Composition 101 - Chord Inversions

User avatarMarch 4, 2011 by Surfaced Studio

Today I want to talk about chord inversions and how they can be used to make your compositions sound more elegant and colourful.

All examples in this post will be using simple major and minor chords, but the theory presented here applies to all types of chords.

Chords consist of a number of notes that are played either simultaneously or sequentially (arpeggio).

Major and minor chords are triads of notes. These triads consist of a root note, a third and a fifth. The fifth is a perfect fifth, being exactly 7 semitones higher than the root note and the third can either be 3 (minor third) or 4 (major third) semitones above the root.

E minor consists of E (root), G (minor third) and B (fifth). When you create a chord progression, let's say Em - Am - F - G, you might be inclined to just shift your fingers to the new chord, so you would play: E,G,B - A,C,E - F,A,C - G,B,D. However, this chord progression would sound rather clumsy, because the cords do neither flow naturally into each other nor are there any variations in the feel of the chords - except the change from major to minor of course.

How can you add more colour to your chord progressions? With chord inversions

E minor consists of the 3 notes E, G and B. Now if we took the E from the bottom and placed it at the top of the chord, above the B, we would still be playing an E minor chord, but with a G in the bass. This chord is usually written as Em/G ("E minor with G in the bass") and is the first inversion of E minor.

The second inversion is Em/B, consisting of the notes B, E and G. The following picture shows the root position, first and second inversions for the E minor and major chords:

E minor major chord inversions

Have a listen to both the E minor and major chords and their inversions:

[/audio]

[/audio]

It might be hard to tell the feel of the chords apart simply because the notes are so obviously being shifted up and each one chord sounds higher than the previous one.

I have created another example, using the exact same chord inversions, but rather than playing just the triad, I am playing the chord in the root position with the right hand and am playing a bass note with the left. For each inversion, I am only changing the bass note. This might make it easier to discern the feel the chords create:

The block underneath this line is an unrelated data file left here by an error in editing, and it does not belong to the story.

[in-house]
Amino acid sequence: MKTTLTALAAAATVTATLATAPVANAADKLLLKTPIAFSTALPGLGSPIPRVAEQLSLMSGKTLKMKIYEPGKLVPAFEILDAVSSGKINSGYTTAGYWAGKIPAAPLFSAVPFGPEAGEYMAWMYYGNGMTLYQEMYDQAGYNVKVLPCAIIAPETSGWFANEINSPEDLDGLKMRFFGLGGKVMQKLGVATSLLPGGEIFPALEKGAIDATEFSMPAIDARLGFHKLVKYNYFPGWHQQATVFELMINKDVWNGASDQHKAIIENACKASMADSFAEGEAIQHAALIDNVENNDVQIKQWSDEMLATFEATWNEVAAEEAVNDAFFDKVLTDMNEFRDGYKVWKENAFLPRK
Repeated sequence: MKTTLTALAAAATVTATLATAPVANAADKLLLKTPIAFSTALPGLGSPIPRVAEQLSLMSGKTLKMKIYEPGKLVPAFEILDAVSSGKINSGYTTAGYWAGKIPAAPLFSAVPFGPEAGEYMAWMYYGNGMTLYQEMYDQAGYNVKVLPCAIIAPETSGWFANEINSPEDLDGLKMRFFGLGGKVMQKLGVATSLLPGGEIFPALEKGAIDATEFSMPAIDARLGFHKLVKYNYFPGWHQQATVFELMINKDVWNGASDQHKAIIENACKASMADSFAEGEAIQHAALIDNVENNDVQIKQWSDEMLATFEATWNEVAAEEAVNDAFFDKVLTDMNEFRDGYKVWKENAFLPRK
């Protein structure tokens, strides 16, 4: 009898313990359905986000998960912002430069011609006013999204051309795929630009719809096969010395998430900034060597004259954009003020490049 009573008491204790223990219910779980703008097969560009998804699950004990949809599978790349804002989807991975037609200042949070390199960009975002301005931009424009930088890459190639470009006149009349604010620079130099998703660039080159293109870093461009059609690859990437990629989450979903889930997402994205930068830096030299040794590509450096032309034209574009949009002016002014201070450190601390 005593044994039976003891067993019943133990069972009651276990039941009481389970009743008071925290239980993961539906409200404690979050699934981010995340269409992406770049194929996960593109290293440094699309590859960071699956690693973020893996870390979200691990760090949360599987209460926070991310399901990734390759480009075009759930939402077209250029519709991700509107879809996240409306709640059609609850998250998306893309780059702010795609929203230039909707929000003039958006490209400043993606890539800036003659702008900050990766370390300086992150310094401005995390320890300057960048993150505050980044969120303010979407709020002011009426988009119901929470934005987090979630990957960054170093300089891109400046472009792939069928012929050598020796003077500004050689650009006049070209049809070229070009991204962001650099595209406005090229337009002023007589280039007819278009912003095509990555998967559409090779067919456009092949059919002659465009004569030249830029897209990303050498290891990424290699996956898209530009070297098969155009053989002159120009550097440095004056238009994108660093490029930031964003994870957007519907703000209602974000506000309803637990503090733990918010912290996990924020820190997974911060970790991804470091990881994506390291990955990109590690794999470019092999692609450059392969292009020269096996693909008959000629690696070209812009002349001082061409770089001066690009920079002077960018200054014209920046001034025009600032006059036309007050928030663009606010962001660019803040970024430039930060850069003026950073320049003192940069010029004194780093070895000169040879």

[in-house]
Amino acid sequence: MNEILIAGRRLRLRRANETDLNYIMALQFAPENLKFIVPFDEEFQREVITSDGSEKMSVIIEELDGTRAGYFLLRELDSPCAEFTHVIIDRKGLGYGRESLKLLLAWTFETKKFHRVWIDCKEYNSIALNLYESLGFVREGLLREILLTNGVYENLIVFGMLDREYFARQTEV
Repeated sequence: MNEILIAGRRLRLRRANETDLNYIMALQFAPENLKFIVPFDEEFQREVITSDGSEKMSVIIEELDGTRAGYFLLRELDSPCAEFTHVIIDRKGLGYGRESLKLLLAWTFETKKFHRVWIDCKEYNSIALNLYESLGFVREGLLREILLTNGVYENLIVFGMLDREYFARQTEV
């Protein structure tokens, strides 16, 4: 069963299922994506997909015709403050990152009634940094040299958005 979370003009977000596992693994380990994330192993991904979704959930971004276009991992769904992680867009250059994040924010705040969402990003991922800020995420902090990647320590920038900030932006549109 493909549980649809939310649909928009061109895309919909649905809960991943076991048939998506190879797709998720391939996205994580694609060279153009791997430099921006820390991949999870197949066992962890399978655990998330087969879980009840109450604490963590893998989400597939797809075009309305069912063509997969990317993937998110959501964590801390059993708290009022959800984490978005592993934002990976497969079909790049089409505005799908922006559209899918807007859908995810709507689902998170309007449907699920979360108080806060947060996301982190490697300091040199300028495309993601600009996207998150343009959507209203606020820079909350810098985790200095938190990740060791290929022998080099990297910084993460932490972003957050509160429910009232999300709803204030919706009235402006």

[/audio]

[/audio]

Now while the chords consist of the same notes independent of the inversion, they feel very different. They are all conchords (rather than dischords) so they will sound harmonious, however you will notice that

  • The chord in the root position sounds very solid, grounded and stable
  • The first inversion adds slight tension and feels less stable
  • The second inversion creates alot of tension and wants to resolve to another chord - preferrably a chord in root position.

The second inversion can work well at the end of a verse or bridge for that very reason.

Coming back to our initial chord progression Em - Am - F - G, we can make this progression sound alot more interesting by using chord inversions

By applying clever chord inversions we can

a) make the transitions less clunky by minimising the changes in notes required for each chord change and

b) add colour to the sequence by introducing some tension

One possibly way to play the chord progression would be E,G,B - E,A,C - F,A,C - G,B,D. If you play this sequence, it will sound alot more fluent than the initial, clunky version. Note that the transition from F to G is still a parallel shift of notes, which may or may not be desired.

Again, this is just one possibility. Experiment with how many variations you could come up with for this simple chord sequence and decide for yourself which one you like best!

Finally, I have created two little song fragments to demonstrate the theory of this post in the context of a composition

Both fragments make use of exactly the same chord progression: F - A - C - G - F - A - G - G (repeated). However, one of them does not make use of chord inversions, whereas the other one does.

First off, here is the composition for the version that does not employ chord inversions:

no chord inversion - section a

no chord inversion - section b

I have a bass guitar in the arrangement, but it only plays the root notes of the chords. Have a listen and you will hear the obvious shifts during the chord transitions. While not horrible, there is something unnatural and disconnected about this sequence.

[/audio]

The second version of the song fragment uses chord inversions for both minimising note changes for the piano as well as introducing colour and tension where appropriate. Here is the composition for this improved version of the song:

chord inversion - section a

chord inversion - section b

chord inversion - section c

Now have a listen to this version of the song. The bass guitar plays the bass note as depicted in the score above, e.g. during G/B, the bass will play the B. I especially like G/B, G/d inversions at the end of the second bar and the transition back to the F.

[/audio]

Chord inversions are very simple to employ, yet they can add alot of elegance, colour and variations to your songs. Next time you create a chord sequence, experiment a little with the inversions - you will be surprised how much most progressions can still be improved

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